When we camped here (last June) we stayed at Dog Canyon, which is the less visited end of the park. To get to this entrance you actually have to cut into New Mexico and come back into Texas north of the main entrance where the visitor’s center is. The campground is nestled into Dog Canyon with mountains all around you and it was COMPLETELY empty when we arrived. It isn’t a small campground, but it apparently doesn’t get much traffic. There is one small ranger’s station with a few maps and a hummingbird feeder I could’ve watched all day, and usually a ranger who can answer any questions you have regarding the trails or wildlife. From the canyon you can do sections of a 14 mile loop or you can hike all the way back to the main visitor’s center (one way), although that is a bit much for a day. There are several primitive sites along the 14 mile loop as well as a couple of geocaches. I recommend being extremely careful with timing if you do the whole loop, as we got caught in a sudden afternoon storm about 3/4 of the way through. We saw tons of beautiful birds, some Barbary sheep, and lots of mule deer. The loop was a gorgeous hike and the campground overall was simplistic but perfect. There are no showers, only a bathroom and water fountain, and the nearest town is a bit of a drive back out of the mountains. A lot of the roads here flood and/or are rough dirt roads, so be prepared for that and make sure you have the right vehicle and maybe call ahead to see how bad the flooding has been. I highly recommend this park and campground to all adventure lovers!
Have stopped here several times on winter road trips through West Texas. Not too far off the highway, but feels like your in another world. Sites are well maintained and the showers are warm.
Oh were to start…this place has everything! Let's start with accommodations. They have primitive, primitive equestrian, water only, water and electric, full-hookups, Indian lodge and a historic motel on site. We went with my in-laws and they have an RV and my husband and I chose to tent camp at a water-only site. My in-laws brought their little dogs and it was very dog friendly here. The camp facilities were very nice. Bathrooms and showers clean and easily accessible from camp sites. Sited weren't overly crowded and there was a lot of shade and nice views.
Wonderful hiking trails! Every trail had a different view and variety of difficulty. Most trails no longer than 2 miles, but the views over the mountains were exceptional. I think my husband and I walked every trail we could find in the short time we were there and not a single one was disappointing. The wildlife and nature was exotic and something very rare within the Texas borders. Bird watching is a big thing here, not my thing, but it was still awesome to see! It is also a very equestrian friendly park as well. We saw a lot of people horseback riding the trails.
Fort Davis historic site is an awesome piece of history. They have so much education on the Fort Davis military post and it is a really cool experience. While we were there they were putting on shows in the amphitheater. Lots to learn about american history.
12 miles down the road is the McDonald Observatory which is a must see! I am a space girl. I studied astrophysics in college and it is a huge passion of mine. The McDonald observatory is one of the most education, breathtaking places. Perfect for everyone to learn about the skies and see things you've never seen before. Please take your kids here for an experience of a lifetime and check ahead for events going on.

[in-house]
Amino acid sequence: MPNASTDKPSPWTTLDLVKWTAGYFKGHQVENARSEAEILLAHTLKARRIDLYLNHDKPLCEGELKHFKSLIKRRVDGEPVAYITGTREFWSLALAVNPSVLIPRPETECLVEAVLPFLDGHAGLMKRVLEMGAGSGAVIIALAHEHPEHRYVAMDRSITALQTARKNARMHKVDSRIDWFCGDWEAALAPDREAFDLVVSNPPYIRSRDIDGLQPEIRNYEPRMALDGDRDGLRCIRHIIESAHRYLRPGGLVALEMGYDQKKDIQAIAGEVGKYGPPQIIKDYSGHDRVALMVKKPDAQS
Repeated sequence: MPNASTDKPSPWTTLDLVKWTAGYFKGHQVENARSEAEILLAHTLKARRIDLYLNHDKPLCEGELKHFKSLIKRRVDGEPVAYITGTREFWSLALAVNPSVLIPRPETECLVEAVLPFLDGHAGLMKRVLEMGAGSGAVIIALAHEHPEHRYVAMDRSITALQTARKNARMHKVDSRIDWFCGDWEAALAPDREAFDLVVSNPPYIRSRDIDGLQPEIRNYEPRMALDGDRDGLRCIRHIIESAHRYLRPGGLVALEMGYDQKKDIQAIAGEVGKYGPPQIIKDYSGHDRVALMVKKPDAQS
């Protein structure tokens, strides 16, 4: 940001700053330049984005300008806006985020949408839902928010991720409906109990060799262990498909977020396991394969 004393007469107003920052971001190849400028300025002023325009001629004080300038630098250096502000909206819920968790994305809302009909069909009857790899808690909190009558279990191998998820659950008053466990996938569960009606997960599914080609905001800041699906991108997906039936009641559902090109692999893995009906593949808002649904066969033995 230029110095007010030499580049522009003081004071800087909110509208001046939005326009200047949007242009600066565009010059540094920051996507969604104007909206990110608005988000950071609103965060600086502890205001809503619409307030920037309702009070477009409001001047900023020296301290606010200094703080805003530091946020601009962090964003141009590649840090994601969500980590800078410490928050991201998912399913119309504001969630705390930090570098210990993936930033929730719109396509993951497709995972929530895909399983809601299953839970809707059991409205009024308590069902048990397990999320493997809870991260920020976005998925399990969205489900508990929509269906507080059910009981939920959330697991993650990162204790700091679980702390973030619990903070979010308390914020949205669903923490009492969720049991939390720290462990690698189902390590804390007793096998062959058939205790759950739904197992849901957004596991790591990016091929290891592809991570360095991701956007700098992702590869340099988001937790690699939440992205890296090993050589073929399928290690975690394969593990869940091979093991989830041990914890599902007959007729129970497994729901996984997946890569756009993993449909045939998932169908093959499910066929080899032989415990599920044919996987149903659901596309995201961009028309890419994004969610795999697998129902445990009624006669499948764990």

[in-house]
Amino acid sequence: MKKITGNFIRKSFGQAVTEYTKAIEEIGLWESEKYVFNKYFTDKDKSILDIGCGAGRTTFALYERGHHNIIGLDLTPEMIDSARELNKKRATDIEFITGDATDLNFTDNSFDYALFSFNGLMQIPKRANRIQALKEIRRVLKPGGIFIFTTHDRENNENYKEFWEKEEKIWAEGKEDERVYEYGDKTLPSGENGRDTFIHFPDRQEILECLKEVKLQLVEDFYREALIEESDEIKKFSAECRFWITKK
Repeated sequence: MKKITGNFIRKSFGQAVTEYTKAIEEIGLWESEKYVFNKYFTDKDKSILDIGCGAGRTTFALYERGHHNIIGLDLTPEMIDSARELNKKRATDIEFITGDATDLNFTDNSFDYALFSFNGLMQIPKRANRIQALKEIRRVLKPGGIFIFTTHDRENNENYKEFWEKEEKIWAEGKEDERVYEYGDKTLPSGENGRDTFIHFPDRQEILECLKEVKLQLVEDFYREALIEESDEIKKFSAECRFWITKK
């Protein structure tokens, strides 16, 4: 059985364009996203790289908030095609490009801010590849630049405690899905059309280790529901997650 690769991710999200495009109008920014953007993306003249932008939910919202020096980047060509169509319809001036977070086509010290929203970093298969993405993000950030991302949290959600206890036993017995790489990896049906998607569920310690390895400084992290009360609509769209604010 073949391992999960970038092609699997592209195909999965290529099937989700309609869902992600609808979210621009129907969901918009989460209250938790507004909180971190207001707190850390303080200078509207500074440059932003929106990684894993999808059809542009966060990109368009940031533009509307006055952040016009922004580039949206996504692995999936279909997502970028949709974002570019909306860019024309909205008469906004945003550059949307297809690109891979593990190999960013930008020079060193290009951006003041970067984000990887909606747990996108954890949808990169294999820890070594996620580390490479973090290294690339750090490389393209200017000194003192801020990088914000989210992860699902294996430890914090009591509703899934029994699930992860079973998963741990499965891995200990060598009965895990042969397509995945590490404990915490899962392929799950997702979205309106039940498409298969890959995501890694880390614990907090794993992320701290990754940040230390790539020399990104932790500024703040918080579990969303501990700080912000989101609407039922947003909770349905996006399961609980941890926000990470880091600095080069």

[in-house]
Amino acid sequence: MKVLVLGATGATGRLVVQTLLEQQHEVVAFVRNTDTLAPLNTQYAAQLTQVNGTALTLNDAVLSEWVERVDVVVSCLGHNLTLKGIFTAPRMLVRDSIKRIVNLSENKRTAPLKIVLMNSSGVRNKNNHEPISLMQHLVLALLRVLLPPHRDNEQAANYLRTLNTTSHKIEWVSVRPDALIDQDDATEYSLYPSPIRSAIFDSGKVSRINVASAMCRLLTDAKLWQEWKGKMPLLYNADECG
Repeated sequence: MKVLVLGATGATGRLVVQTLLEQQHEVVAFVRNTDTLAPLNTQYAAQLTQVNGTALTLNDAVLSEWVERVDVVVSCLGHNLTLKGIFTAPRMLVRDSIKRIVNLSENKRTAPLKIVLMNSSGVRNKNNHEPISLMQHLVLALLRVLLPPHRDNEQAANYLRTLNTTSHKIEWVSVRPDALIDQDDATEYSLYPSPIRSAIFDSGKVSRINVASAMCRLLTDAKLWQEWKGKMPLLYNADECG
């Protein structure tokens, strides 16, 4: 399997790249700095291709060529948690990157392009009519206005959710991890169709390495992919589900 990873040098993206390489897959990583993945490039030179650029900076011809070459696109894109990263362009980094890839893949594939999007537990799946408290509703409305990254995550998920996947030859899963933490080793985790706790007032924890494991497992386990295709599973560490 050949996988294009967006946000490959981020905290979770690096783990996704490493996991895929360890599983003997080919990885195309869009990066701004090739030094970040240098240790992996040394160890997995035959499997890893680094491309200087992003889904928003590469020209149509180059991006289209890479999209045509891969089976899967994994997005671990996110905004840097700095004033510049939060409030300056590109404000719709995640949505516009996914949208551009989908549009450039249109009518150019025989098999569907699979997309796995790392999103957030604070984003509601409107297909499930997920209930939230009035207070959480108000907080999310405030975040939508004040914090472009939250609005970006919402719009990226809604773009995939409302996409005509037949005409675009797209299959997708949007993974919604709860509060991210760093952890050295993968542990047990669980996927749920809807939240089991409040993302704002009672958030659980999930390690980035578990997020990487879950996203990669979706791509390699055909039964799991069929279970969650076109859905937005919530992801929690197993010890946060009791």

My favorite moment at this park was just laying in the hammock under the stars with my hubby listening to the beautiful music nature delivers. I hope to go back again to enjoy more wonderful moments!
Its in an amazing location, near Balmorhea, Big Bend, Marfa and Alpine. Its full of wild life and if your into bird watching its an incredible place to go with two indoor/outdoor viewing areas.The staff is wonderful with lots of outdoor and naturalist programs. the Davis Observatory is right up the hill. There are tons of hiking trails and lots of great terrain. Its a zero light pollution zone so bring your telescope or go to the observatory for a star party.I honestly cant say enough about this park its one of my favorites (which also makes me want to delete this review).
I did not spend too much time here, as it was a stop to camp in the final stretch of a drive from New Mexico to Houston. I was pleasantly surprised to see clean bathroom facilities, less heat, wild deer, etc.
Lots of diverse trails so you don’t get bored being there for a few days. Lots to explore both in and around the park. Dog-friendly, spacious campsites, incredible stargazing. Showers close to campsites, an added bonus when camping for 5+ days.
Davis Mountains State Park is a great home base to explore the area. We like to visit McDonald Observatory and the Fort Davis National Monument while we are there.
There are several campsites, some with water only, water and electric, and one that also has sewer. Some are tight for larger RV's and the sites are pretty close together.
The Indian Lodge is also on site, I have not stayed there before but do know they are working on renovating it.
The park scenery is lovely. You'll see wildlife (javelinas seem to check out the campsites at dusk) and the bird blind is fantastic. I only give it four stars because the hiking and biking trails are not as good as other parks we've been to. The Old CCC trail up to the lookout is a must though.
Closest campgrounds to El Paso Texas in Texas with a forest
Nice sites with enough room between sites so you are not on top of other campers. Plenty of trees for shade, picnic tables and the bathrooms were clean, well kept and well stocked.
We didn't spend long here but would have enjoyed checking out a few of the trails they offered or checking out the stream a bit more to see if it was fishable.
Has multiple things to enjoy.